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California Reopening: Here are the changes you should know

Dramatically lower COVID-19 cases and increasing vaccinations mean it's safe for the state to remove nearly all restrictions. But what kind of changes will we see?

CALIFORNIA, USA — It’s here. The long-awaited reopening of California happened Tuesday, June 15, and with it went nearly all the pandemic-related restrictions imposed since March 2020.

Back in May, California Health and Human Services Secretary Dr. Mark Ghaly said dramatically lower virus cases and increasing vaccinations mean it's safe for the state to remove nearly all restrictions. Vaccinated Californians no longer need to physically distance themselves and can ditch their masks in most indoor settings.

But what are some other changes Californians can expect to see now? Here are some of the most notable changes:

This article will be updated as new information becomes available.

Say “goodbye” to the tiers

That colored-tier system Californians have grown used to over the last year is going away, at least in its official capacity, on June 15.

California overall has seen a declining trend in new COVID-19 cases. That’s evident by the fact that 24 counties were in the yellow tier – the state’s least-restrictive tier – when the final tier update was announced.

RELATED: California updates tier system one last time before June 15

The yellow tier indicates that there have been less than two cases of coronavirus per 100,000 people over a 7-day average.

Additionally, those 24 counties account for roughly 63% of the entire population of California.

The CDPH, however, is still providing a color-coded map of counties' COVID-19 risk levels for "informational purposes." 

Vaccinated Californians can go maskless… for the most part

Beginning June 15, vaccinated Californians can go almost anywhere indoors or outdoors without being required to wear a mask. In fact, much of the onus will shift to individuals and business owners.

Masks will still be required in some circumstances, like public transit (planes, trains, buses, etc.), indoors in schools and other “youth settings," in healthcare facilities, in state and local correctional facilities, and in homeless shelters, emergency shelters, and cooling centers.

RELATED: State announces 'Vax for the Win' dream vacation ahead of reopening

The orders also make it clear that masks must still be worn by unvaccinated individuals in virtually all indoor settings.

On June 17, regulators with the California Occupational Safety and Health Standards Board (CalOSHA), approved revised worksite pandemic rules that allow fully vaccinated employees the same freedoms as when they are off the job.

The revised regulations adopted Thursday come after weeks of confusion. They conform with general state guidelines by ending most mask rules for people who are vaccinated against the coronavirus. The board approved the revision by a vote of 5-1.

Business owners and venue operators will have the option to set their own masking requirements for patrons. They can also allow patrons to self-attest that they have been vaccinated or even require proof from patrons that they have been vaccinated.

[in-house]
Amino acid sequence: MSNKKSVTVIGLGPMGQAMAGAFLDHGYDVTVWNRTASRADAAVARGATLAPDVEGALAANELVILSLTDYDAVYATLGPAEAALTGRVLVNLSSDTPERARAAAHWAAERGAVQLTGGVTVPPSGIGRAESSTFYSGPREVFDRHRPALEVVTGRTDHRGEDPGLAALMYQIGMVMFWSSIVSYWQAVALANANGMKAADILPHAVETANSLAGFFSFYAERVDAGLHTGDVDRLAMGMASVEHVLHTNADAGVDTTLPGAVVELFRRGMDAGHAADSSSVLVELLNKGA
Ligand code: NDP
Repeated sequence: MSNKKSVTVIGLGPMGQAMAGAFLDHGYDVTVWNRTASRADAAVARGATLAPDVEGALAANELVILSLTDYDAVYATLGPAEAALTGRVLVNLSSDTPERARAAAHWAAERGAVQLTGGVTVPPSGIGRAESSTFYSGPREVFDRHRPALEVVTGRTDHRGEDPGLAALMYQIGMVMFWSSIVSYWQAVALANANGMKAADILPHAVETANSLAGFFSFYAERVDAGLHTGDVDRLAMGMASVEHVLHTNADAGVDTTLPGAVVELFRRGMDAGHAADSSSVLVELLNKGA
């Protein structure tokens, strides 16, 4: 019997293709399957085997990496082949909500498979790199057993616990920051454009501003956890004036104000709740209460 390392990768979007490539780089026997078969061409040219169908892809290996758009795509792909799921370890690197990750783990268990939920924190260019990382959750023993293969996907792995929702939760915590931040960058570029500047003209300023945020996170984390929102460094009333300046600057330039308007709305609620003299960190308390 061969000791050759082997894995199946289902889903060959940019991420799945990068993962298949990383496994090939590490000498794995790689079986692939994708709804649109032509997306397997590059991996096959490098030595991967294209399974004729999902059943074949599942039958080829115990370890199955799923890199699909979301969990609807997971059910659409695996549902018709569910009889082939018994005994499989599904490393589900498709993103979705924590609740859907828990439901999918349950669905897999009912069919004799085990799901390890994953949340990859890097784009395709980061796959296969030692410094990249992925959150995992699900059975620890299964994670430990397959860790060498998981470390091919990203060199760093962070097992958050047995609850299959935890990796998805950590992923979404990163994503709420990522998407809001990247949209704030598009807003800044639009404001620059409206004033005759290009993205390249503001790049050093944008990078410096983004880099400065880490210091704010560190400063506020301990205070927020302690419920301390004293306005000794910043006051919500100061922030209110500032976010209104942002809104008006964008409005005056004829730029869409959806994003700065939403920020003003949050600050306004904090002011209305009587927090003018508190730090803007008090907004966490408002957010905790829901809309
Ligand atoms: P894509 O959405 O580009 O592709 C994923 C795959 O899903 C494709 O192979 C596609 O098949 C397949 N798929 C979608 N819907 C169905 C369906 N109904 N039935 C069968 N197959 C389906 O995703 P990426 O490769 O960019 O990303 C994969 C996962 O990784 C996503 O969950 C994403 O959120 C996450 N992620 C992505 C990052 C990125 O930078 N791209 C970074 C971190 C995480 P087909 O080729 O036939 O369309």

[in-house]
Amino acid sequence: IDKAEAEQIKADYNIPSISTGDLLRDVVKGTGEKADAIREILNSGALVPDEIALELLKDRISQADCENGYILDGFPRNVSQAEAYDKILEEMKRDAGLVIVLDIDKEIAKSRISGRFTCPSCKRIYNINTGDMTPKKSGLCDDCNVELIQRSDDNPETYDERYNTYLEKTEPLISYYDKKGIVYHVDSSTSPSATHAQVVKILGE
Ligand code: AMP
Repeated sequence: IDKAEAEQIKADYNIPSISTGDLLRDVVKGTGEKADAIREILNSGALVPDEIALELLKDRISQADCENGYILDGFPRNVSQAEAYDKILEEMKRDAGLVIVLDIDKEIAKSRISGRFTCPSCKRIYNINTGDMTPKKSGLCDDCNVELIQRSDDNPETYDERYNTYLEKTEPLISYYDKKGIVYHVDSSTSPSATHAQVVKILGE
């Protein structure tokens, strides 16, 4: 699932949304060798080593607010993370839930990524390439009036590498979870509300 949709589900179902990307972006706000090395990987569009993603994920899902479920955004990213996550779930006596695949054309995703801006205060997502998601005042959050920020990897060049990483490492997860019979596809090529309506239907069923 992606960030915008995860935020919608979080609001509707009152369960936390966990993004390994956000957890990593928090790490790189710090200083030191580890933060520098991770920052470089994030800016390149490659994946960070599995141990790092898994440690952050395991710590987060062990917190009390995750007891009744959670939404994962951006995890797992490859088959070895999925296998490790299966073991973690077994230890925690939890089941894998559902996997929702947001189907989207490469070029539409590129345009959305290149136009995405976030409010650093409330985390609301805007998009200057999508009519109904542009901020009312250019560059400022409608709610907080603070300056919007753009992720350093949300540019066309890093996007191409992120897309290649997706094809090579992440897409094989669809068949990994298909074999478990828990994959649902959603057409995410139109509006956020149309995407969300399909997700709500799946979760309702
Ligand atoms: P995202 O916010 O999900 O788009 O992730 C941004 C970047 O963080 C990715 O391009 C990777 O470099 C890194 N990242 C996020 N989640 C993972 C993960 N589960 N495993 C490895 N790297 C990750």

No person can be told not to wear a mask in order to participate in an event or enter a business.

Some exemptions are given in Newsom’s executive orders. Some of those exemptions include children under 2 years old; people with medical conditions, mental health conditions, or a physical disability that prevents mask-wearing; people who are hearing impaired or those who need to speak with the hearing impaired; and people for whom wearing a mask would create a risk related to their work.

California’s reopened, but what about travel?

As with most new guidance, if you are fully vaccinated then you are free to travel wherever you’d like in the United States.

California has adopted the Centers for Disease Control and Prevention’s (CDC) standard when it comes to travel. According to the CDC, “People who are fully vaccinated with an FDA-authorized vaccine or a vaccine authorized for emergency use by the World Health Organization can travel safely within the United States. CDC will update these recommendations as more people are vaccinated, as rates of COVID-19 change, and as additional scientific evidence becomes available.”

RELATED: How to safely travel after California's June 15 reopening

The CDC’s standard only applies to travel within the United States and U.S. territories. Unvaccinated individuals are discouraged from traveling, however, the CDC does have a list of recommendations for unvaccinated people to consider if they do so.

Whether you're vaccinated or unvaccinated, you will still be required to wear a mask in the airport and on the plane, or on a bus, or on a train, etc.

Show proof of vaccination? Well, that depends...

In addition to some individual businesses asking for proof of vaccination to enter, the state is also imposing a proof restriction on so-called “mega events.”

According to the most recent state guidance, “mega events include conventions, shows, nightclubs, concerts, sporting events, theme parks, fairs, festivals, large races, and parades when attended by more than 5,000 participants or spectators indoors, or more than 10,000 participants or spectators outdoors.”

State guidance dictates that those events will only be open to those who can prove that they’ve either been vaccinated or that they tested negative for the coronavirus in the last 72 hours. However, the guidance does give venues the option of allowing for self-attestation.

Read more from ABC10

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